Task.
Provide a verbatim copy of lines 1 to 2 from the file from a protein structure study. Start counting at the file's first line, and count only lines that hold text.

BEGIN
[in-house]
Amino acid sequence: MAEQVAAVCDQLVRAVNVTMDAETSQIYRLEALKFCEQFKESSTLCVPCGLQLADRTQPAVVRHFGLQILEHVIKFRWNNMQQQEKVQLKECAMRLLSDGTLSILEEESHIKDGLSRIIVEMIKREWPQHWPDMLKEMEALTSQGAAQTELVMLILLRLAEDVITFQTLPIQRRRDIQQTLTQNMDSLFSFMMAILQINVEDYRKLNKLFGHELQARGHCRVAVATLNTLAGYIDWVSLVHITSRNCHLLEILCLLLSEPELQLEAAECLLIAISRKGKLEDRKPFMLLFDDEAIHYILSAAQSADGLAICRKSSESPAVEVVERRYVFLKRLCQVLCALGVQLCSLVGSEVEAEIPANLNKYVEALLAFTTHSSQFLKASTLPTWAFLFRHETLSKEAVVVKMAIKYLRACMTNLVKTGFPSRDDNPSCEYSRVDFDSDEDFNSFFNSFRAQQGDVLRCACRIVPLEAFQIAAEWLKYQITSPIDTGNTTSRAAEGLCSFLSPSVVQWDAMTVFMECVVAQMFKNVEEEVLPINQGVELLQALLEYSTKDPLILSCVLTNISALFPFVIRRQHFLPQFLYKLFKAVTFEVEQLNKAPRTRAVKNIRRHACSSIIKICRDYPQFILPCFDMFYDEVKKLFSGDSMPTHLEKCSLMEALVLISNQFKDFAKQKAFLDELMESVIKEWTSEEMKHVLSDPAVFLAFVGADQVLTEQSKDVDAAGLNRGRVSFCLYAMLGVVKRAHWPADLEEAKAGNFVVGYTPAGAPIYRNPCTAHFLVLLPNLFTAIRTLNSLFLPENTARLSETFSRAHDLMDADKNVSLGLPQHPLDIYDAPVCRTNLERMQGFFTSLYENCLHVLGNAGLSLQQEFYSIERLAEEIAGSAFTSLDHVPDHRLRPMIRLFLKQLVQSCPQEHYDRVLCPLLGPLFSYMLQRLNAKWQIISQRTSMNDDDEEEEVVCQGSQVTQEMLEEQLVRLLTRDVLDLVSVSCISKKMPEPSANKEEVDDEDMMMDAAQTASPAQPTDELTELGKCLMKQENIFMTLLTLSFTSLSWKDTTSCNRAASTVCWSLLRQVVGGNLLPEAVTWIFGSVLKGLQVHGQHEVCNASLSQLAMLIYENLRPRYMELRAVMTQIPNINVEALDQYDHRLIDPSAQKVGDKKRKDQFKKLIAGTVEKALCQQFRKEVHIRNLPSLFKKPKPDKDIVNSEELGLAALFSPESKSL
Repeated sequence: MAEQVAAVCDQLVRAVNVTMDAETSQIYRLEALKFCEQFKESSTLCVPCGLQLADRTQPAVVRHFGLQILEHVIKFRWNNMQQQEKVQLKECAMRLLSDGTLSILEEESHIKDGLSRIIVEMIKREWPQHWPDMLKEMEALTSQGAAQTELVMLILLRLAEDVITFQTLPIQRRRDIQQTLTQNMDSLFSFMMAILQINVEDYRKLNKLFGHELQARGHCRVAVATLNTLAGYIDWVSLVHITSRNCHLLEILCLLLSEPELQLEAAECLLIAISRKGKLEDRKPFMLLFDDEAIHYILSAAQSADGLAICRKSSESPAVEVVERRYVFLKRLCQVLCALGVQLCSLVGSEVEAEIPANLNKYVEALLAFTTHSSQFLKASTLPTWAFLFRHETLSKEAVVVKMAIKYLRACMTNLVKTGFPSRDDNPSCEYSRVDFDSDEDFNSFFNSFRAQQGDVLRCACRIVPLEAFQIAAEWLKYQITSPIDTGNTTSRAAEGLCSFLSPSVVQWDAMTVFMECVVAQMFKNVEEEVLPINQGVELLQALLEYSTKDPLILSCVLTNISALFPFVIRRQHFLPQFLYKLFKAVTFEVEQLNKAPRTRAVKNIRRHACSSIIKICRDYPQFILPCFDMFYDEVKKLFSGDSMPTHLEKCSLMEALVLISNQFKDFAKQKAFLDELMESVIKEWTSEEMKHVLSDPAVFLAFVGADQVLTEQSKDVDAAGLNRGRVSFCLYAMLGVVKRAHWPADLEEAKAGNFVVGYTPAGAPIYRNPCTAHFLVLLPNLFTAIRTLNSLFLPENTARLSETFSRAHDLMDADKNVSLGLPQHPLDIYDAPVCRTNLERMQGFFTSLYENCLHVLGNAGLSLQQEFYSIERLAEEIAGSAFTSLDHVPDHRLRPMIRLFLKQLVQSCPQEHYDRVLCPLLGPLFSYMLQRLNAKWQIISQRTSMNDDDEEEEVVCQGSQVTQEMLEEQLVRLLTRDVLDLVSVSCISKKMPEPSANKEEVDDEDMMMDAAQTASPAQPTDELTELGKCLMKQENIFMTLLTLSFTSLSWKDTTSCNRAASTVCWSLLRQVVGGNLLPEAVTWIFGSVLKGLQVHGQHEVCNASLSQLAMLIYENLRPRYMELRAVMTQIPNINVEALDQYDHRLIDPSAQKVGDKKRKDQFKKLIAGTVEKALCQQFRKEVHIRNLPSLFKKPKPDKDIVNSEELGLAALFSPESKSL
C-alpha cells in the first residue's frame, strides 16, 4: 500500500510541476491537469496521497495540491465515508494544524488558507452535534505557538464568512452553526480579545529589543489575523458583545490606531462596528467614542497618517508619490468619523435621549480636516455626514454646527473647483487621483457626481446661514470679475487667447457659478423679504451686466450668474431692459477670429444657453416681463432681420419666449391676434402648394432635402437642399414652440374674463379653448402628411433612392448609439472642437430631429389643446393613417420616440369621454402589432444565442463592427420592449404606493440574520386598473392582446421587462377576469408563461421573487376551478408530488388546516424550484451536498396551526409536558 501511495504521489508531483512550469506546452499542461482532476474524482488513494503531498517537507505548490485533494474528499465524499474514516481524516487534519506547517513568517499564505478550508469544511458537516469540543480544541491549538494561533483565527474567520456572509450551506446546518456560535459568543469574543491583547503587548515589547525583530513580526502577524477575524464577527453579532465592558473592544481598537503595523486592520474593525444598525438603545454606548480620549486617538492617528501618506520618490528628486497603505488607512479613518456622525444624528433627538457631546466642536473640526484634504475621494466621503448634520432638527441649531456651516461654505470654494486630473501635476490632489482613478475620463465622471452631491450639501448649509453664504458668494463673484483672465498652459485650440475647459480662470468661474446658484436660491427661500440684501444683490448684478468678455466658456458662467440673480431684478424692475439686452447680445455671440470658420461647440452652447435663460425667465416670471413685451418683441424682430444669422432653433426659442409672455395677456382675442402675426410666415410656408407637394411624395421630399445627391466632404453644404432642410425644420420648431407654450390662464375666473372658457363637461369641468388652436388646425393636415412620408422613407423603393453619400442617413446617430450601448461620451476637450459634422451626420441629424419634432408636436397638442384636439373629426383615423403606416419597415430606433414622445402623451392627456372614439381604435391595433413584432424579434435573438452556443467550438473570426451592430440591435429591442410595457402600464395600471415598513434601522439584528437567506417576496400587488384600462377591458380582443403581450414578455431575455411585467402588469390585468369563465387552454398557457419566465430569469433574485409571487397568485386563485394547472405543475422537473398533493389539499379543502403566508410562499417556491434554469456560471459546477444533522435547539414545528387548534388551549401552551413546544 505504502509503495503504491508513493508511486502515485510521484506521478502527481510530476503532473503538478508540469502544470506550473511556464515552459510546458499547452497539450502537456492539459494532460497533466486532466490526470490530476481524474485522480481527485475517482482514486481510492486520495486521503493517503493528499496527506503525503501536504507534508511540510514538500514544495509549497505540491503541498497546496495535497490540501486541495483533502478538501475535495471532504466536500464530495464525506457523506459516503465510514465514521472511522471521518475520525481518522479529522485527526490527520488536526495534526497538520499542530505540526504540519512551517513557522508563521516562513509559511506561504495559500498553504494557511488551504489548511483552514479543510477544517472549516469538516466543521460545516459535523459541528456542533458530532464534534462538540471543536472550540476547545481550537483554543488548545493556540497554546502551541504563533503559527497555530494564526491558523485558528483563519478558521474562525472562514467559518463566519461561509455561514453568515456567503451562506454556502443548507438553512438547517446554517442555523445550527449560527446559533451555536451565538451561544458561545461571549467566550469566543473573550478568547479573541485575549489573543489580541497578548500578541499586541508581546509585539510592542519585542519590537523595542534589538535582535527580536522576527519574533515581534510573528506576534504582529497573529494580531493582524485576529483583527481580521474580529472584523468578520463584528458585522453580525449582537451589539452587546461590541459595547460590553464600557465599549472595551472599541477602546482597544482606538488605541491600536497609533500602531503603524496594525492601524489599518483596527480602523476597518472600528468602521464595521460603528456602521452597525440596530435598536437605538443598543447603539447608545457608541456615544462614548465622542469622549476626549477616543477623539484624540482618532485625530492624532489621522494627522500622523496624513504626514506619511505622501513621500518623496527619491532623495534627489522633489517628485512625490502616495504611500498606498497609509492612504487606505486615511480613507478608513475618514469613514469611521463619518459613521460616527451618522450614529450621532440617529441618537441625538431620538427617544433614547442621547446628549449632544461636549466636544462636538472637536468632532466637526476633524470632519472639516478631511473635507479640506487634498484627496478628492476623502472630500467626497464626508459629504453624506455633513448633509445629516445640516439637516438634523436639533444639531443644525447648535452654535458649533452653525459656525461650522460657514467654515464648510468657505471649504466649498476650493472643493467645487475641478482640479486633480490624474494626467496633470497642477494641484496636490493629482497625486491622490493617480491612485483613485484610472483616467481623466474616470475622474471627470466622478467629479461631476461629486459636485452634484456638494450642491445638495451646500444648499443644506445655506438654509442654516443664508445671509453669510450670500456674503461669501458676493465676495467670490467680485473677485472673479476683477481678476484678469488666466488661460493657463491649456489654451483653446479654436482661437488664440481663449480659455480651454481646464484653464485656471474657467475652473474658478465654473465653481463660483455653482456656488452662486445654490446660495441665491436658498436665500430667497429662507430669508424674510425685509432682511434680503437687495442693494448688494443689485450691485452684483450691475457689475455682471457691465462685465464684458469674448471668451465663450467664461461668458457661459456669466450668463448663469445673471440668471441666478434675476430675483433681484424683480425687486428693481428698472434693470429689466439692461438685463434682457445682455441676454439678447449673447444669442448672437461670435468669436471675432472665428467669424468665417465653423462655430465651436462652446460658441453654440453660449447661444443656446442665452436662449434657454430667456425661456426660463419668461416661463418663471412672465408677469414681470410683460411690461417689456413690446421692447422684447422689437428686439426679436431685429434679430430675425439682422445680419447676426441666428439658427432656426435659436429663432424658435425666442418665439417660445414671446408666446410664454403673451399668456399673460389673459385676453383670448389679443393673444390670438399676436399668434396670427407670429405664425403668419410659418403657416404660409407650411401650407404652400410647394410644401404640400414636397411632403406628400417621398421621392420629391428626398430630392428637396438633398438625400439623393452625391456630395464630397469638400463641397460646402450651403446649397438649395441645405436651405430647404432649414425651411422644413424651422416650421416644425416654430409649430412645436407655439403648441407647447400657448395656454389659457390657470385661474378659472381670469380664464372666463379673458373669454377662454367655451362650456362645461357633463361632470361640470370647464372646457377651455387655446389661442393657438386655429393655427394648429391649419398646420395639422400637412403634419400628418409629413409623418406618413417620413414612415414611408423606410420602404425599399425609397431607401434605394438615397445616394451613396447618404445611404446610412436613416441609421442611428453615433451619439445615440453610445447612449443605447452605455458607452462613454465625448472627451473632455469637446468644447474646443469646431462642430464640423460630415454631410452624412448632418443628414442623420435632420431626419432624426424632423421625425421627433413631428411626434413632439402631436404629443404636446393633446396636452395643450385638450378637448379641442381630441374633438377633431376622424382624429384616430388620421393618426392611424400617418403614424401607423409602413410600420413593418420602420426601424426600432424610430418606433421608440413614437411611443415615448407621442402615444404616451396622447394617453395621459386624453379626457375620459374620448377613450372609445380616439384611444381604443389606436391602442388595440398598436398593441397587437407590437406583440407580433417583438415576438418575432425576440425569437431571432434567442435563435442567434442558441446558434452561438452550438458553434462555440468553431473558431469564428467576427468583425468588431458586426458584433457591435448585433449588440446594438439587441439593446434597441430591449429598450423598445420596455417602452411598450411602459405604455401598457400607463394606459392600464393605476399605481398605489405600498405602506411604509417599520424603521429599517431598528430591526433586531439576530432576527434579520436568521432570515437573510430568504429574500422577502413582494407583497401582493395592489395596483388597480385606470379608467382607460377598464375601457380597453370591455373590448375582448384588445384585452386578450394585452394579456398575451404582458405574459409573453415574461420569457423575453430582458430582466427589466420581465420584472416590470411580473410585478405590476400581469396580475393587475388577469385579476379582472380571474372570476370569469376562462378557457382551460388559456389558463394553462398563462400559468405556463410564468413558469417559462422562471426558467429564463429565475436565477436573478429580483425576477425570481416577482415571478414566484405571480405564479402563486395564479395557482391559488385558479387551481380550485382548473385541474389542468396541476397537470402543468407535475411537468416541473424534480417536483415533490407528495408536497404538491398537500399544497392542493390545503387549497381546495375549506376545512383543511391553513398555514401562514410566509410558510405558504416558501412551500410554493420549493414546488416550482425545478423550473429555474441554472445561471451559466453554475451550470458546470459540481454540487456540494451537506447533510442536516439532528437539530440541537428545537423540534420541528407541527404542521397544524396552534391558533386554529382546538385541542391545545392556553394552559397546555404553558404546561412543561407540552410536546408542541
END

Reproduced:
[in-house]
Amino acid sequence: MAEQVAAVCDQLVRAVNVTMDAETSQIYRLEALKFCEQFKESSTLCVPCGLQLADRTQPAVVRHFGLQILEHVIKFRWNNMQQQEKVQLKECAMRLLSDGTLSILEEESHIKDGLSRIIVEMIKREWPQHWPDMLKEMEALTSQGAAQTELVMLILLRLAEDVITFQTLPIQRRRDIQQTLTQNMDSLFSFMMAILQINVEDYRKLNKLFGHELQARGHCRVAVATLNTLAGYIDWVSLVHITSRNCHLLEILCLLLSEPELQLEAAECLLIAISRKGKLEDRKPFMLLFDDEAIHYILSAAQSADGLAICRKSSESPAVEVVERRYVFLKRLCQVLCALGVQLCSLVGSEVEAEIPANLNKYVEALLAFTTHSSQFLKASTLPTWAFLFRHETLSKEAVVVKMAIKYLRACMTNLVKTGFPSRDDNPSCEYSRVDFDSDEDFNSFFNSFRAQQGDVLRCACRIVPLEAFQIAAEWLKYQITSPIDTGNTTSRAAEGLCSFLSPSVVQWDAMTVFMECVVAQMFKNVEEEVLPINQGVELLQALLEYSTKDPLILSCVLTNISALFPFVIRRQHFLPQFLYKLFKAVTFEVEQLNKAPRTRAVKNIRRHACSSIIKICRDYPQFILPCFDMFYDEVKKLFSGDSMPTHLEKCSLMEALVLISNQFKDFAKQKAFLDELMESVIKEWTSEEMKHVLSDPAVFLAFVGADQVLTEQSKDVDAAGLNRGRVSFCLYAMLGVVKRAHWPADLEEAKAGNFVVGYTPAGAPIYRNPCTAHFLVLLPNLFTAIRTLNSLFLPENTARLSETFSRAHDLMDADKNVSLGLPQHPLDIYDAPVCRTNLERMQGFFTSLYENCLHVLGNAGLSLQQEFYSIERLAEEIAGSAFTSLDHVPDHRLRPMIRLFLKQLVQSCPQEHYDRVLCPLLGPLFSYMLQRLNAKWQIISQRTSMNDDDEEEEVVCQGSQVTQEMLEEQLVRLLTRDVLDLVSVSCISKKMPEPSANKEEVDDEDMMMDAAQTASPAQPTDELTELGKCLMKQENIFMTLLTLSFTSLSWKDTTSCNRAASTVCWSLLRQVVGGNLLPEAVTWIFGSVLKGLQVHGQHEVCNASLSQLAMLIYENLRPRYMELRAVMTQIPNINVEALDQYDHRLIDPSAQKVGDKKRKDQFKKLIAGTVEKALCQQFRKEVHIRNLPSLFKKPKPDKDIVNSEELGLAALFSPESKSL